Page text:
The 54,000-square-foot former Hotpoint appliance plant, which opened in 1955 and which the dance troupe reopened in 2010 after a nearly $11 million transformation, is still cooking with gas.
Saturday evening, the public will have a rare opportunity to check out one of the metro area's most happening arts HQs at the first Atlanta Ballet Block Party.
Wabi Sabi, Atlanta Ballet's contemporary summer offshoot ensemble, will share the spotlight with the Alliance Theatre (performing an excerpt from its season-opening "One Flew Over the Cuckoo's Nest") and the Atlanta Opera (soloist Elizabeth Claxton performs two arias).
The family-friendly event also will feature mini dance classes, rehearsal viewing (for February’s performance of “Moulin Rouge — The Ballet”), scenery-wardrobe tours, a costume sale, stage makeup demos, a DJ spinning tunes, a Top Golf Midtown demo station, a photo booth, food trucks, door prizes and more.
Admission is free, but a suggested donation of $20 will support the Dancers’ Resource Fund, and will even get you three throws at the Dunk-a-Dancer Booth.
Dunk a fine-tuned performing artist — who thought that was a good idea?
Well, the Atlanta Ballet’s dancers, who will likely be building up heads of sweat as they perform, rehearse, teach and schmooze throughout the three-hour event.
"I'm looking forward to that," Atlanta Ballet company dancer Christian Clark admitted of the splish-splash. "After a long, hot day of rehearsals, it's going to feel nice."
Atlanta Ballet’s calendar is filled with lots of long, hot days of rehearsals, which is partly why the time-stretched dancers, along with the company’s marketing department, decided to launch the Block Party to replace the annual performance of “Nutty Nutcracker” as the main benefit for the Dancers’ Resource Fund.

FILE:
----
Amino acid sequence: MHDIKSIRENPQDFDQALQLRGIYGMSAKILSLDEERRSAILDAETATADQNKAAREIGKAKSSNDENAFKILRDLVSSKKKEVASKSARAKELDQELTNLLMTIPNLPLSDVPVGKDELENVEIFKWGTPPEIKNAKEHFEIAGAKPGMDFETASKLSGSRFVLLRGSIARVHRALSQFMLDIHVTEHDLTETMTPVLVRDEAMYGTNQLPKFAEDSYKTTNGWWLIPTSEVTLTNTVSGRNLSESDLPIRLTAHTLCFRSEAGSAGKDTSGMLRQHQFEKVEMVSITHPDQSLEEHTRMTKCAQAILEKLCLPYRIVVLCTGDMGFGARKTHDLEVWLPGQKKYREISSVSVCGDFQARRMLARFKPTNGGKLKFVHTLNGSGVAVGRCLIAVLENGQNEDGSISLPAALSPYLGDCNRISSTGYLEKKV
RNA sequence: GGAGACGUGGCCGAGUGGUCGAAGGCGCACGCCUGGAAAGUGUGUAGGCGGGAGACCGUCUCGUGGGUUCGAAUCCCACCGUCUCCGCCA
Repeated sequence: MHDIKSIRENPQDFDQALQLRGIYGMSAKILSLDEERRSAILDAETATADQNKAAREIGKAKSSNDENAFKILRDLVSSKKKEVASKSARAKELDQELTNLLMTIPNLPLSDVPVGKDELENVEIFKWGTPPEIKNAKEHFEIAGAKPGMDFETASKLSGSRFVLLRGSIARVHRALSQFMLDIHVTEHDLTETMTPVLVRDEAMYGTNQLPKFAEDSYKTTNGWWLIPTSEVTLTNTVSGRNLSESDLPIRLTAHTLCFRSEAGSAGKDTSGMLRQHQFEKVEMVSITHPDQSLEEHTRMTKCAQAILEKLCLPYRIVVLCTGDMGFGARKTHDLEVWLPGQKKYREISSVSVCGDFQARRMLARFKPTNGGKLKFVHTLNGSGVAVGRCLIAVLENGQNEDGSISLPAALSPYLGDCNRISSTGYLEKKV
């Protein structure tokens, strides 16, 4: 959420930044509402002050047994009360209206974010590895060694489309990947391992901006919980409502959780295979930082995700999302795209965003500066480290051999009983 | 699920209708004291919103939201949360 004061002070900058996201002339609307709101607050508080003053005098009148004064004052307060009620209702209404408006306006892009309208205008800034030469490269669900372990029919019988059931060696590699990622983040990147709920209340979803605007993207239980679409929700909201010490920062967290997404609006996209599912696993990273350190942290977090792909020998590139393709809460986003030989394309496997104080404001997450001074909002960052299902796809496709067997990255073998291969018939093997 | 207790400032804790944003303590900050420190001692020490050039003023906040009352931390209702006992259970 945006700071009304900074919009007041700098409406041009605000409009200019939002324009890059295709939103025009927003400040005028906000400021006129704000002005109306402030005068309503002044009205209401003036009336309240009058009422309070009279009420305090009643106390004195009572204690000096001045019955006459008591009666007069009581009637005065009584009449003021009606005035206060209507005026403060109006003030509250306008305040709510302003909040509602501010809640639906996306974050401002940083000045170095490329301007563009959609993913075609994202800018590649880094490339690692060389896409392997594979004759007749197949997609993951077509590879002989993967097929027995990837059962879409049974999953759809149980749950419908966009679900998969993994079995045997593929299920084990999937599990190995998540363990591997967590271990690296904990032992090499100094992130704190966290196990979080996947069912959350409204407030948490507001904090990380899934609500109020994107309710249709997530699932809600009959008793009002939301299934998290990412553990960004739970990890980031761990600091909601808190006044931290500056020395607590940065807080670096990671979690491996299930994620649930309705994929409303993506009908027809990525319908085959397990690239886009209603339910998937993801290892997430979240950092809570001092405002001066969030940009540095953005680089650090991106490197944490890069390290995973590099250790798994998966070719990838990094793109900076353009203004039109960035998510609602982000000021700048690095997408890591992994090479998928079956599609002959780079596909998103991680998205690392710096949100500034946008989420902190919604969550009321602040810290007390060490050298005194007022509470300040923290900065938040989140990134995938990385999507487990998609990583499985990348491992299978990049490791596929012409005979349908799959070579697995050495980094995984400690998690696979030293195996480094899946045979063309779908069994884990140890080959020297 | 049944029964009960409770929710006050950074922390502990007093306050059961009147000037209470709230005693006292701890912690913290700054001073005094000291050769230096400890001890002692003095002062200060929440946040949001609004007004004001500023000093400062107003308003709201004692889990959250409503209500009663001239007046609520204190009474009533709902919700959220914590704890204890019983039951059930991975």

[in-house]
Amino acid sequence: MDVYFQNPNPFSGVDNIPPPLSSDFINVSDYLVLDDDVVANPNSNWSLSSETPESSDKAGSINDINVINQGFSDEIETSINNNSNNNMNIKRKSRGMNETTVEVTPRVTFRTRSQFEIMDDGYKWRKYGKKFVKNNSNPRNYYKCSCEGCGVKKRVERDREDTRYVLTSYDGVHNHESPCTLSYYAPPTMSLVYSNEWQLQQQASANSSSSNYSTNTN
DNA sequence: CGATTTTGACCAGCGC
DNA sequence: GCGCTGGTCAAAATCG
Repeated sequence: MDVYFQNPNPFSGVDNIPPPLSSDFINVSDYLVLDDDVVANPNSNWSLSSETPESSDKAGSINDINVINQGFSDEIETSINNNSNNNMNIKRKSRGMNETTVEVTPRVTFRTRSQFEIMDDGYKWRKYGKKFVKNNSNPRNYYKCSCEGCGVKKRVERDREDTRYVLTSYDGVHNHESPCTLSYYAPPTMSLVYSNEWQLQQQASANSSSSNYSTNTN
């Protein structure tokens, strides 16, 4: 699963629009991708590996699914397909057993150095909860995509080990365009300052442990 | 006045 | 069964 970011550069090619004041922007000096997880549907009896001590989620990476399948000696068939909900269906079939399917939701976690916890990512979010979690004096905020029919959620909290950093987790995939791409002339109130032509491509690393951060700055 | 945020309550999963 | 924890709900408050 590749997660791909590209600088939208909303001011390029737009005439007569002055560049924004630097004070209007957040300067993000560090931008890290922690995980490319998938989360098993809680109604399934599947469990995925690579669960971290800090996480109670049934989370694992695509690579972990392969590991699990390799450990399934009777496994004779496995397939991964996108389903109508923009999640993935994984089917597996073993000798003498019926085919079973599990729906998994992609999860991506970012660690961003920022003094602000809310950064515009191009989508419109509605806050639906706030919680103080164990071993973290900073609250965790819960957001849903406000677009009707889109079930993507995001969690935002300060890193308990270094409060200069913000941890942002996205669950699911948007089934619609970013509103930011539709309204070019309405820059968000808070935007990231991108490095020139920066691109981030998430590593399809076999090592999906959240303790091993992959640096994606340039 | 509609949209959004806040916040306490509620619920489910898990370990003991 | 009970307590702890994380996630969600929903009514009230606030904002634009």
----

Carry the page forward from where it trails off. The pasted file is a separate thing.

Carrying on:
The fund mainly supports dancers with school and training needs as they prepare for second careers after dance.
Clark’s wife, former Atlanta Ballet dancer Naomi-Jane Clark, tapped the fund for tuition help when she was studying at the Art Institute of Atlanta to become an interior designer. And Clark himself has been granted funds to videotape his choreography.
“Most of us out of high school are looking for jobs, and the time (once your professional career starts) is so precious and short-lived,” said Clark, an Atlanta native who began classes at the Centre for Dance Education at age 9 and has, at 32, shaped an accomplished career with his hometown company. “And all of the sudden you’re in your mid- to late 30s, and you’re thinking, ‘Oh my God, I have all this time invested in the ballet, but it’s not a career that lasts forever.’
“So you need that backup plan, and in that way the fund is really good.”
But beyond supporting that good cause, the Block Party is envisioned by the dancers and administration as a more casual way to connect with the public and turn them into knowing supporters.
The organizers hope it will become an annual “welcome to the season” public celebration.
Atlanta Ballet's only other yearly public event at its studios is Healthy Living Day, a free afternoon of activities for families that includes dance classes, food demonstrations, healthy living and nutrition seminars and arts and crafts. The fourth edition is planned for noon-6 p.m. Sept. 13.
“Every day when I go to work, I still can’t believe this is the building we get to work in,” said Clark, who is entering his 14th season. “It’s a real luxury and we’re so privileged to be in a space like ours. So we’re really, really proud of it, and we’ve been wanting to have more opportunities to show that off to the public and have events like the Block Party.”